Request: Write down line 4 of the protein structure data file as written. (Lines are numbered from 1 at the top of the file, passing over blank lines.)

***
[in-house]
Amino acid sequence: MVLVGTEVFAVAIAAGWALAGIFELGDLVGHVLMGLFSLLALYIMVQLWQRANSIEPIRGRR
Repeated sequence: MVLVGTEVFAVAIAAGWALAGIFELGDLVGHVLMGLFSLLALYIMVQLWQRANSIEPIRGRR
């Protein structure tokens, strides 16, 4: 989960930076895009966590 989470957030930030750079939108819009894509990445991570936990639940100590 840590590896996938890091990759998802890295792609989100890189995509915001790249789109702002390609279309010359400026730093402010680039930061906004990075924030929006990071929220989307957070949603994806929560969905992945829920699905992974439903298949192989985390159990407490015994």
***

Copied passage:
């Protein structure tokens, strides 16, 4: 989960930076895009966590 989470957030930030750079939108819009894509990445991570936990639940100590 840590590896996938890091990759998802890295792609989100890189995509915001790249789109702002390609279309010359400026730093402010680039930061906004990075924030929006990071929220989307957070949603994806929560969905992945829920699905992974439903298949192989985390159990407490015994």